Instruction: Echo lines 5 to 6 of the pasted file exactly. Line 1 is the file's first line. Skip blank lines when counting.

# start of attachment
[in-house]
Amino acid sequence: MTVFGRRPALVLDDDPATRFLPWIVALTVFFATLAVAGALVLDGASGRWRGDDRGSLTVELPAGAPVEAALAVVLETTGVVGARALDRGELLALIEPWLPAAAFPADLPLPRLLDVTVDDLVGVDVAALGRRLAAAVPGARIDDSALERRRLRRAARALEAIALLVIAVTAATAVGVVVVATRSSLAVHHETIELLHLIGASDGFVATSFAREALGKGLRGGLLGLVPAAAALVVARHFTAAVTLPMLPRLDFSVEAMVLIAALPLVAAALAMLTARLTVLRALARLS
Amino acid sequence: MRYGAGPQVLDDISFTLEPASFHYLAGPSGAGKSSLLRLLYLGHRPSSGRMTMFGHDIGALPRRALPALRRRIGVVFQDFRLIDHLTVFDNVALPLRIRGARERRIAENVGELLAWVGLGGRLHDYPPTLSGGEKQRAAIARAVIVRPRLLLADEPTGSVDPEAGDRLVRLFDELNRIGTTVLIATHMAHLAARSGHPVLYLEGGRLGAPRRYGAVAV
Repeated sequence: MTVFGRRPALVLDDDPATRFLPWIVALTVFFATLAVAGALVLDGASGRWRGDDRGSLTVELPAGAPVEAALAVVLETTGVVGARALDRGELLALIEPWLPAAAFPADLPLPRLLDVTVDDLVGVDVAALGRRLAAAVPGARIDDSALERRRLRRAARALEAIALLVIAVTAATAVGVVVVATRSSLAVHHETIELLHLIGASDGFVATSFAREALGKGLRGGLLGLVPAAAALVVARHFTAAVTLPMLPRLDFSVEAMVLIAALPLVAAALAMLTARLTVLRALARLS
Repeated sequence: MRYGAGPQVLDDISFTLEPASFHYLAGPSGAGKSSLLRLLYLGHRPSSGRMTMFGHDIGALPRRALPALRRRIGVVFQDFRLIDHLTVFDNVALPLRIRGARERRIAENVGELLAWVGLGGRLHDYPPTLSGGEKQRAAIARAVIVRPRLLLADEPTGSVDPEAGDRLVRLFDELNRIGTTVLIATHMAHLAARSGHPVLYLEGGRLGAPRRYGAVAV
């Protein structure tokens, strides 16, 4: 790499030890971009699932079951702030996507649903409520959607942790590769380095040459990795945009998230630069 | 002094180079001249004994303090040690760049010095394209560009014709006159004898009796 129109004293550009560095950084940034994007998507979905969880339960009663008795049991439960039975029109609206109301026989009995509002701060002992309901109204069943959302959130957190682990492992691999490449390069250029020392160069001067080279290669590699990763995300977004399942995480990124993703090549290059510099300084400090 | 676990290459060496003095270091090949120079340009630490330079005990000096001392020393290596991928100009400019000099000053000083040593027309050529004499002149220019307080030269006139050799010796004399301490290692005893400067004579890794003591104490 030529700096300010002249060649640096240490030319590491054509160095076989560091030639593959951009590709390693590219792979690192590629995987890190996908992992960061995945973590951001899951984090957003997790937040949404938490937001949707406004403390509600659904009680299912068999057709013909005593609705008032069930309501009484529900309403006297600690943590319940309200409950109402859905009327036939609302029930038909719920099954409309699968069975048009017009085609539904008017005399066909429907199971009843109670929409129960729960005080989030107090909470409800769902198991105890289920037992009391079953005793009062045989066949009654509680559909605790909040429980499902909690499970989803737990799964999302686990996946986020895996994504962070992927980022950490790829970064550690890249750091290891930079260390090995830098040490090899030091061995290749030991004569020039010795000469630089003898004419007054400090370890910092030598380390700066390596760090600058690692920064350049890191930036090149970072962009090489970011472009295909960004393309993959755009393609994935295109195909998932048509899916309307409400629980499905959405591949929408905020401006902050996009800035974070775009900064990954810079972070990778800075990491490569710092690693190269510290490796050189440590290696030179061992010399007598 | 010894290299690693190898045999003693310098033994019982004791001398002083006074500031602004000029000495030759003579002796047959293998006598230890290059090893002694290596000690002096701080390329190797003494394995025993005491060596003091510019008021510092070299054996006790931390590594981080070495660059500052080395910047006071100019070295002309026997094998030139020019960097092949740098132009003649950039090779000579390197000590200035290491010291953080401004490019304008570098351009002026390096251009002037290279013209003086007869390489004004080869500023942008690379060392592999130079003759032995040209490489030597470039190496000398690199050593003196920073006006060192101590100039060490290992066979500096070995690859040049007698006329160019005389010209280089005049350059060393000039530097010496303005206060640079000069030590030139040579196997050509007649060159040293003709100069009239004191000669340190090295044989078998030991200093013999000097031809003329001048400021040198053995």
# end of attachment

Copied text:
Repeated sequence: MRYGAGPQVLDDISFTLEPASFHYLAGPSGAGKSSLLRLLYLGHRPSSGRMTMFGHDIGALPRRALPALRRRIGVVFQDFRLIDHLTVFDNVALPLRIRGARERRIAENVGELLAWVGLGGRLHDYPPTLSGGEKQRAAIARAVIVRPRLLLADEPTGSVDPEAGDRLVRLFDELNRIGTTVLIATHMAHLAARSGHPVLYLEGGRLGAPRRYGAVAV
């Protein structure tokens, strides 16, 4: 790499030890971009699932079951702030996507649903409520959607942790590769380095040459990795945009998230630069 | 002094180079001249004994303090040690760049010095394209560009014709006159004898009796 129109004293550009560095950084940034994007998507979905969880339960009663008795049991439960039975029109609206109301026989009995509002701060002992309901109204069943959302959130957190682990492992691999490449390069250029020392160069001067080279290669590699990763995300977004399942995480990124993703090549290059510099300084400090 | 676990290459060496003095270091090949120079340009630490330079005990000096001392020393290596991928100009400019000099000053000083040593027309050529004499002149220019307080030269006139050799010796004399301490290692005893400067004579890794003591104490 030529700096300010002249060649640096240490030319590491054509160095076989560091030639593959951009590709390693590219792979690192590629995987890190996908992992960061995945973590951001899951984090957003997790937040949404938490937001949707406004403390509600659904009680299912068999057709013909005593609705008032069930309501009484529900309403006297600690943590319940309200409950109402859905009327036939609302029930038909719920099954409309699968069975048009017009085609539904008017005399066909429907199971009843109670929409129960729960005080989030107090909470409800769902198991105890289920037992009391079953005793009062045989066949009654509680559909605790909040429980499902909690499970989803737990799964999302686990996946986020895996994504962070992927980022950490790829970064550690890249750091290891930079260390090995830098040490090899030091061995290749030991004569020039010795000469630089003898004419007054400090370890910092030598380390700066390596760090600058690692920064350049890191930036090149970072962009090489970011472009295909960004393309993959755009393609994935295109195909998932048509899916309307409400629980499905959405591949929408905020401006902050996009800035974070775009900064990954810079972070990778800075990491490569710092690693190269510290490796050189440590290696030179061992010399007598 | 010894290299690693190898045999003693310098033994019982004791001398002083006074500031602004000029000495030759003579002796047959293998006598230890290059090893002694290596000690002096701080390329190797003494394995025993005491060596003091510019008021510092070299054996006790931390590594981080070495660059500052080395910047006071100019070295002309026997094998030139020019960097092949740098132009003649950039090779000579390197000590200035290491010291953080401004490019304008570098351009002026390096251009002037290279013209003086007869390489004004080869500023942008690379060392592999130079003759032995040209490489030597470039190496000398690199050593003196920073006006060192101590100039060490290992066979500096070995690859040049007698006329160019005389010209280089005049350059060393000039530097010496303005206060640079000069030590030139040579196997050509007649060159040293003709100069009239004191000669340190090295044989078998030991200093013999000097031809003329001048400021040198053995």